Acne affects us at all ages and is caused by a variety of factors. Some of the most common causes of acne include clogged pores, genetics and hormonal acne. Hormonal acne is a type of acne that forms from fluctuations in the levels of hormones your body produces. It can affect both men and women from puberty to adulthood. We dive into the details behind hormonal pimples and their causes and treatments so you can learn how to best manage and treat it for clearer skin.
What is hormonal acne?
At its core, all acne can be described as hormonal. That’s because breakouts and blemishes happen when your body overproduces certain hormones that increase the production of sebum, an oily substance that your body needs to keep your skin and hair moist.
Regular sebum production is key to healthy, smooth skin, but when hormones cause your sebaceous glands to produce more than normal, the excess sebum can clog pores and hair follicles and lead to acne.
Androgens and hormonal acne
Androgens are a group of hormones that are present in both men and women. The primary androgens are testosterone and androstenedione. Androgens are key contributors to your strength, energy levels and fitness, as well as sebum production.
Regardless of gender, testosterone is the most common reason why hormonal acne develops. Women have small amounts of male hormones like testosterone in their bodies, and it’s when your body produces more androgens than it needs that hormonal acne occurs. It’s quite common for this increase in androgens to happen around menstrual cycles for women.
While hormonal acne is exceptionally common in puberty with hormones changing in adolescents, it’s also quite common in adults. One study found that 64% of people in their 20s and 43% of people in their 30s have acne, demonstrating that adult acne is something many people deal with.
Hormonal acne causes and symptoms
As the name suggests, hormonal acne is caused by changes in hormones. In women, this frequently happens before the start of your period due to an increase in androgen production. These higher testosterone levels lead your body to create more sebum which, in turn, leads to hormonal acne on your chin and face.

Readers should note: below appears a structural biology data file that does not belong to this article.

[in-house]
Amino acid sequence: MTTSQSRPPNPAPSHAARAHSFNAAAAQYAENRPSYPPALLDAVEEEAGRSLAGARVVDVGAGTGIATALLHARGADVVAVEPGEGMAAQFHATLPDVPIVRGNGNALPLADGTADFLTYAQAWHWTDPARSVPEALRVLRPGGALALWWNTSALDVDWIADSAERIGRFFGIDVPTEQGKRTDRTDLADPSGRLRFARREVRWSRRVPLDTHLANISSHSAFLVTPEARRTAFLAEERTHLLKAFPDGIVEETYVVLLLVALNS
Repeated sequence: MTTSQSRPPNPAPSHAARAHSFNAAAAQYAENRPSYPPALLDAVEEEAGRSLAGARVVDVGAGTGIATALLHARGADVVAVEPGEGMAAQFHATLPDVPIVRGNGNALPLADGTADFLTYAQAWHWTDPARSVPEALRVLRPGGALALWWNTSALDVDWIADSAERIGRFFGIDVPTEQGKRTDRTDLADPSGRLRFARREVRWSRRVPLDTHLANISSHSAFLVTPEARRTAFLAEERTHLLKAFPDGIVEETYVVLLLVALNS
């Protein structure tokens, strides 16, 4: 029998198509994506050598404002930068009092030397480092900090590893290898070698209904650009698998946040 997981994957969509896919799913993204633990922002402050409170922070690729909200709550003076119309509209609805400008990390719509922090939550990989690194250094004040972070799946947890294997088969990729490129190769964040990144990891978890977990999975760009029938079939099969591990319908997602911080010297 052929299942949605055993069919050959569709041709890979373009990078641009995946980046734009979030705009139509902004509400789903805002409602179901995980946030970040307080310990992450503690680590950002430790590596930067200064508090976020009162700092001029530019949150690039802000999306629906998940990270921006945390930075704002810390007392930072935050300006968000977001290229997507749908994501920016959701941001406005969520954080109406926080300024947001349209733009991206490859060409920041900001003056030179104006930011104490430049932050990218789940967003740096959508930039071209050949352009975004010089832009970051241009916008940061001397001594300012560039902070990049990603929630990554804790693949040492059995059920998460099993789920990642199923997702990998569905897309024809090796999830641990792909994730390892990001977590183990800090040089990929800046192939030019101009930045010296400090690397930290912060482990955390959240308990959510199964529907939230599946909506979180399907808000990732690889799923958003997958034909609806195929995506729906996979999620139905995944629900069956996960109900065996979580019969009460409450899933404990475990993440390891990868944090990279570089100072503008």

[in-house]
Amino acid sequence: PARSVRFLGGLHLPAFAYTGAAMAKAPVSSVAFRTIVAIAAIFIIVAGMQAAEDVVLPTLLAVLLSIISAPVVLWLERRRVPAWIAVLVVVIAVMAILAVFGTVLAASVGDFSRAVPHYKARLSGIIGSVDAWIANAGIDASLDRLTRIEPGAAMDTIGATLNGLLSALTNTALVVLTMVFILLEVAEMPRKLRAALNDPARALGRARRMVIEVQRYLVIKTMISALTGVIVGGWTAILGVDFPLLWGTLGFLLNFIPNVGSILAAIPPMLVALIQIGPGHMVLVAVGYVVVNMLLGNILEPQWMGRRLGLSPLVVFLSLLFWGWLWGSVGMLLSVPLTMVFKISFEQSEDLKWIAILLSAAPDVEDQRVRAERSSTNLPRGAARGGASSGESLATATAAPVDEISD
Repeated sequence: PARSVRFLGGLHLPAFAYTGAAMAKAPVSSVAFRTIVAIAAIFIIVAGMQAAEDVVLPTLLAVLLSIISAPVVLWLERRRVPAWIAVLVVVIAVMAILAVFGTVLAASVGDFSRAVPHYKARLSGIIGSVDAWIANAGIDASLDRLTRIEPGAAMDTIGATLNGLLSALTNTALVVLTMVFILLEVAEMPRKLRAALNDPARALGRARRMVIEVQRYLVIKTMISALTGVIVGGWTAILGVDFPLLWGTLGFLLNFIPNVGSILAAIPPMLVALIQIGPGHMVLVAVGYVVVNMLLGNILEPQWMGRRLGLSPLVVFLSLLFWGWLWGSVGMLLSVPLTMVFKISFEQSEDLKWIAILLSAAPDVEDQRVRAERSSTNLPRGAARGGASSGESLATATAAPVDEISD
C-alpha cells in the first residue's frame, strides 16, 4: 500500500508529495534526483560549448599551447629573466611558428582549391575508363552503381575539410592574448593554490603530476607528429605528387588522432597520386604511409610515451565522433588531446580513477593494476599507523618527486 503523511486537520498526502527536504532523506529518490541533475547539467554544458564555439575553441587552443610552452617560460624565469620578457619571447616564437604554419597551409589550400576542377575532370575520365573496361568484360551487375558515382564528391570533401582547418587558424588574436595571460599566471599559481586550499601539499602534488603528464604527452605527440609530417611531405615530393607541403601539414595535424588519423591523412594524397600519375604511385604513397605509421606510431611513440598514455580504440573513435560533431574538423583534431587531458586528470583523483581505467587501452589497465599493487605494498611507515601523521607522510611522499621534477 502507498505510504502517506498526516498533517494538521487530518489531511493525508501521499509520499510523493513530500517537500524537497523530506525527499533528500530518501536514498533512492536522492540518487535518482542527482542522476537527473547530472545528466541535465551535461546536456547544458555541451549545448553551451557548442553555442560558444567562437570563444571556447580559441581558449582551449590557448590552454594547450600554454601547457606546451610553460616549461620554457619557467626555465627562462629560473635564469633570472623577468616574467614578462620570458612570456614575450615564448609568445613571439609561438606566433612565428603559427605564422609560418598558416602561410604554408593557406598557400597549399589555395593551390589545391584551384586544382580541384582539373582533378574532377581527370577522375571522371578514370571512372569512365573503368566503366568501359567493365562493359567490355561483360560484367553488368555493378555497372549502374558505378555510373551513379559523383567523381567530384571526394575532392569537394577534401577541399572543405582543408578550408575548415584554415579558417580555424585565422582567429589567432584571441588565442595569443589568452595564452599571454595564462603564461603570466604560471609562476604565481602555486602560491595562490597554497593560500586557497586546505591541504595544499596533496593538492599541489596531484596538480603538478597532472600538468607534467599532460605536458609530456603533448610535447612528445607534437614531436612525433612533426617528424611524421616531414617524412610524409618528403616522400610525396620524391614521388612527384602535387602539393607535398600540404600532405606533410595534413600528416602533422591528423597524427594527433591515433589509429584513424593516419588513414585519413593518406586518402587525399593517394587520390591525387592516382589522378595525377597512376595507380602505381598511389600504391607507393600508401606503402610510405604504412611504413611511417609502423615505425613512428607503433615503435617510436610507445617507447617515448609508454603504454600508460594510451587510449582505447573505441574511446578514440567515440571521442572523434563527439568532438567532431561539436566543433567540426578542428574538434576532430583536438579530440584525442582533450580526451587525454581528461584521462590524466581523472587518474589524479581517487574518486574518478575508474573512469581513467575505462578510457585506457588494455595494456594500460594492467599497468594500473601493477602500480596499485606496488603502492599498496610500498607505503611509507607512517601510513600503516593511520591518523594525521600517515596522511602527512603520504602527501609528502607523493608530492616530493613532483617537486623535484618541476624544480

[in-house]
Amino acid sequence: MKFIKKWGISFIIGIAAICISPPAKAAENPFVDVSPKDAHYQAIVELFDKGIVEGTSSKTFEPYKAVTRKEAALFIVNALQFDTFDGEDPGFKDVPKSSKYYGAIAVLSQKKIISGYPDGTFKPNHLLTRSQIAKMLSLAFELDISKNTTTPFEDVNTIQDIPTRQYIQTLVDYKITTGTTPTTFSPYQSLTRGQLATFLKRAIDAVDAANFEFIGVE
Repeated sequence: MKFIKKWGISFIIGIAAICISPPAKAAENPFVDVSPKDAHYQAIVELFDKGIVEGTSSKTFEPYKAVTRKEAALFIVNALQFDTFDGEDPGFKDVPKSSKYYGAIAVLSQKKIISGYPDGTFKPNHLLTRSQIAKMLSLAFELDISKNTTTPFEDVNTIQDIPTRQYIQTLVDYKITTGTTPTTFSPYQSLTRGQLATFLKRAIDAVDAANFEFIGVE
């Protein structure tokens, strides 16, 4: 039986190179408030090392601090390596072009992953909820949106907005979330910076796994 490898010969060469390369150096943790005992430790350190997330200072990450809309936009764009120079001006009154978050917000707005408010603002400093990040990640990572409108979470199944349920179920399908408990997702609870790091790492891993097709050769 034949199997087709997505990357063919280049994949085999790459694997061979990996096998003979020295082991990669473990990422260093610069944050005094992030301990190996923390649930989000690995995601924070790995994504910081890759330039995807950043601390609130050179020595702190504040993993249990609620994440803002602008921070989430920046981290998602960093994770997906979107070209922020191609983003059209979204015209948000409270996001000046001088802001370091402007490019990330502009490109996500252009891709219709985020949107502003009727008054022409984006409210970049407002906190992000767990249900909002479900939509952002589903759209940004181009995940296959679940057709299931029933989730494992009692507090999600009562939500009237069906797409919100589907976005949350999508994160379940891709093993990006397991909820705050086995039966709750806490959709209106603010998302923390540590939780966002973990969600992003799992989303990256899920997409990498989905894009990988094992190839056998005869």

With this increase in sebum production comes the potential for clogged pores and hair follicles, also known as whiteheads or blackheads. Whiteheads are comedones that are completely blocked while blackheads are comedones that are only partially blocked and exposed to air, causing the material inside to oxidise and darken.
Many people might only experience whiteheads and blackheads as the extent of their hormonal pimples while others could experience bacterial infections that lead to painful, inflamed blemishes. Severe cases of hormonal acne can lead to nodules and pus-filled cystic acne.
Because your sebaceous glands occur in the greatest number on your face and scalp, hormonal acne breakouts tend to happen in the T-zone (forehead, nose and chin) and generally around your chin, cheeks and around your mouth.
PCOS and acne
Polycystic ovary syndrome (PCOS) is a fairly common condition, affecting up to 21% of Australian women. It’s a hormonal disorder in women of childbearing age that can affect hormone levels and fertility. One of the key features of PCOS is high levels of androgens in a woman’s body that can often be linked to hormonal acne. Some women with PCOS do not have hormonal abnormalities or acne problems and do not have problems with fertility.
Menopause and acne
For women, menopause is a natural part of life and comes with a reduction in your body’s production of estrogen and other female reproductive hormones. For some women, these fluctuations can lead to an increase in hormonal acne breakouts. That’s because your balance of androgens to estrogenic hormones has changed.
Hormonal acne treatment
There are several lifestyle changes and over-the-counter remedies that you can try as a first line option of treating mild cases of hormonal acne. These involve improving overall hygiene and skincare.
Lifestyle changes and first line treatments
Making a few modifications to your routine could be very effective in controlling mild hormonal acne.
- Avoid harsh face washes and skincare products with chemicals and rough exfoliants to keep from irritating your skin
- Avoid scratching or picking at your pimples and blemishes
- Avoid makeup if possible; if you want to use makeup try to use makeup that is water-based
- Shower right after working out or sweating
- Try over-the-counter washes and masks that include salicylic acid or benzoyl peroxide, two proven acne-fighting ingredients
Prescription acne treatments
If over-the-counter washes and treatments aren’t working for you, there are several clinically proven hormonal acne treatment options that are commonly prescribed by doctors and dermatologists.
- Retinoids and other topical acne treatments that help improve skin cell turnover and reduce the chances of pores getting blocked
- Oral antibiotics to fight the bacteria that causes red, inflamed, painful pimples and blemishes
- Hormonal medication like the birth control pill to help balance out your hormone production
As always, the best way to explore prescription acne medications is by talking to a doctor. Rosemary connects you to online doctors in Australia who can help prescribe a personalised acne treatment plan with clinically proven ingredients. Fill out an online assessment, upload photos of the affected area and receive prescription-strength medication with free delivery. Start your online assessment today.